j-will - Nowhere in the country is the certainty so great and the price so high as natural destruction in Florida by hurricanes. You can bank on it. And, you can bank on it costing billions. We're not talking a trailer park in Oklahoma getting destroyed by a tornado. We're not talking of ice storms that damage power lines and roofs. We're talking huge swaths of sometimes pricey real estate leveled by hurricanes every few years.

    Why do we keep building where we KNOW the destruction will come? It used to be that people couldn't afford to insure in places like Florida. Those times should come again. Those houses should never be built in the first place.

    Viperman
    Oct 27, 2014. 06:34 PM | 2 Likes Like |Link to Comment
  • The Unsustainable State Of The Florida Property Insurance Market, Part I [View article]
    Why is the rest of America subsidizing Florida's houses? A hurricane is a certainty every few years. Houses get destroyed. FEMA comes in and spends the USA's money, handing it out to everyone. Not to mention the other subsidies to make insurance "affordable". Then, a couple of years, the same thing again. How about we give Florida back to nature and everyone can move somewhere where we don't have to pay to rebuild every few years?

    Insurance shouldn't be affordable in places like Florida. The cost to build and repair is too high. Same with under cliffs with rockslides and in mudflats. Who says anyone has to live there? Make it a park. Yes, I'm serious.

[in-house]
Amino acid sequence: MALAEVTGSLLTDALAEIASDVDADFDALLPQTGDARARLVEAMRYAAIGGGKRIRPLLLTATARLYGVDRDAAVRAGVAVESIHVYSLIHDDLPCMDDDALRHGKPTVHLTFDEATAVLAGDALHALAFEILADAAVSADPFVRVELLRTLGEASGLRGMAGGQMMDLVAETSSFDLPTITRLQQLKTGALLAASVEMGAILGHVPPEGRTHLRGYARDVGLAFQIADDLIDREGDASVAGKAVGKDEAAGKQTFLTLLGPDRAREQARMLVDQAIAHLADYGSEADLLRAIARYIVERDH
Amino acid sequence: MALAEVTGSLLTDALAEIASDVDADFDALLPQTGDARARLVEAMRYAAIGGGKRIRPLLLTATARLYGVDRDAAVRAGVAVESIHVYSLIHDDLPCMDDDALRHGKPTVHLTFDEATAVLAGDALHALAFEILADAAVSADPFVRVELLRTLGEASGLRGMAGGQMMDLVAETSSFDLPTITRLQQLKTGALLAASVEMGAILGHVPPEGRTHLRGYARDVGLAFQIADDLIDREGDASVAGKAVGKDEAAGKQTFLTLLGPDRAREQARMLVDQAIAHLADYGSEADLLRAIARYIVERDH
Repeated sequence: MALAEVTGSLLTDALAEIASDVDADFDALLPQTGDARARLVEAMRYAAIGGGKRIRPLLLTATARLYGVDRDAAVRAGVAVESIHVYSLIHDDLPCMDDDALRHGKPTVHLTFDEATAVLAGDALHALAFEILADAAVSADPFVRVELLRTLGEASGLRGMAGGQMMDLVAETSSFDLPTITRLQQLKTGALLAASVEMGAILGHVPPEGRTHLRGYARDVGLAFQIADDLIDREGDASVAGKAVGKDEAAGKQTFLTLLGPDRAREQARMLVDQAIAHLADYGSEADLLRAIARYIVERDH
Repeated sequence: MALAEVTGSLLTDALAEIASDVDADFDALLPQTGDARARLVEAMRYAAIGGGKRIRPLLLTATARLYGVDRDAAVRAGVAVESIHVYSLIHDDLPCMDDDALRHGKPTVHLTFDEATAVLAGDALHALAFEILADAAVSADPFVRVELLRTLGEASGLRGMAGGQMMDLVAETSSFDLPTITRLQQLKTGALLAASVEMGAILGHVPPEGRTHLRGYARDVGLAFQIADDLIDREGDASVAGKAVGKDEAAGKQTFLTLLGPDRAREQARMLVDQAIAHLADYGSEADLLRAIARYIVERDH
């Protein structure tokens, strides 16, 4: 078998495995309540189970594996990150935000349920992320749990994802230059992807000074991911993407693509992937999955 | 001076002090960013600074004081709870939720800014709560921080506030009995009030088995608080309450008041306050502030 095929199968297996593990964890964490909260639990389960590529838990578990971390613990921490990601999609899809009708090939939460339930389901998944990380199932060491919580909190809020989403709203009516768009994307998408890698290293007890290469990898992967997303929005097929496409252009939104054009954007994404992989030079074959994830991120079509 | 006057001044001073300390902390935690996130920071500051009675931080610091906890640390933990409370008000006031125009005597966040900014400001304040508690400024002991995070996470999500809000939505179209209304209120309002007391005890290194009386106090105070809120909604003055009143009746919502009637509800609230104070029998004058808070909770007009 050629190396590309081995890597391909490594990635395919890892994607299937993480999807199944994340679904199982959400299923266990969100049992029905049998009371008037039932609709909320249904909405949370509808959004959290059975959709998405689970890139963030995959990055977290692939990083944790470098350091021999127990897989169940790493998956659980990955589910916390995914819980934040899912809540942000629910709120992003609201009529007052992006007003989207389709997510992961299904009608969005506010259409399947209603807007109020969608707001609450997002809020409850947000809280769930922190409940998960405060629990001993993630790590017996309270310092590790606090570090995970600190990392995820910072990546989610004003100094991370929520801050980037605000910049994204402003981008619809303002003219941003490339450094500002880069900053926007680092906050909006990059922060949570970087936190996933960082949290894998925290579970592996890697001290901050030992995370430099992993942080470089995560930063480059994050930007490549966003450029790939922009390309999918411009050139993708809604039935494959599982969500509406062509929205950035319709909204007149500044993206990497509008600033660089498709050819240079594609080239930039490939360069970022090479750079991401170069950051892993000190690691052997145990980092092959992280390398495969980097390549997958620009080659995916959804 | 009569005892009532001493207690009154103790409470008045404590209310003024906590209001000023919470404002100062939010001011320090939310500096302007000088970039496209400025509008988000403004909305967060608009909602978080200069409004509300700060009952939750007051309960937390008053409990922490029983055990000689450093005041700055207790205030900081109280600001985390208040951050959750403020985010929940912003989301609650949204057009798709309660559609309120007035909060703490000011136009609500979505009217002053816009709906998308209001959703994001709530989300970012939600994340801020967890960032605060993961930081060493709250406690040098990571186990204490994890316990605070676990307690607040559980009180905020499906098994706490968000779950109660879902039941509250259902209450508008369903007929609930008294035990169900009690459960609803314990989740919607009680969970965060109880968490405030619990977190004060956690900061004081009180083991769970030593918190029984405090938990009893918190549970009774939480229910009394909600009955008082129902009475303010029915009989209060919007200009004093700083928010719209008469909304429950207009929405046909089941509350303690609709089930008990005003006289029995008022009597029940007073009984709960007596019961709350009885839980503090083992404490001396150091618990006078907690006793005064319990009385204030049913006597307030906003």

Viperman
    Oct 27, 2014. 02:23 PM | 5 Likes Like |Link to Comment
  • WisdomTree Emerging Markets Equity Income Fund announces quarterly distribution of $1.2633 [View news story]
    This thing hasn't really grown its dividend in some time. Guess I'll ride it out for diversification purposes.
    Sep 22, 2014. 07:08 PM | Likes Like |Link to Comment
  • Dividends Matter If They Matter To You [View article]
    Mr. Crosetti -

    I find pockets of value in dividends here and there. But, you are right, the market is overpriced. I just bought a position in SAFT and I nearly bought another insurer. Last year, I bought industrials. The year before, I leaned toward health care. I like insurance companies right now. Yes, I know, narrow moat. But, I am diversified and have some small positions in insurance companies. I haven't made too many purchases this year. I bought PEP, PM and KO in February since I liked the valuations. I added to pre-existing positions of each.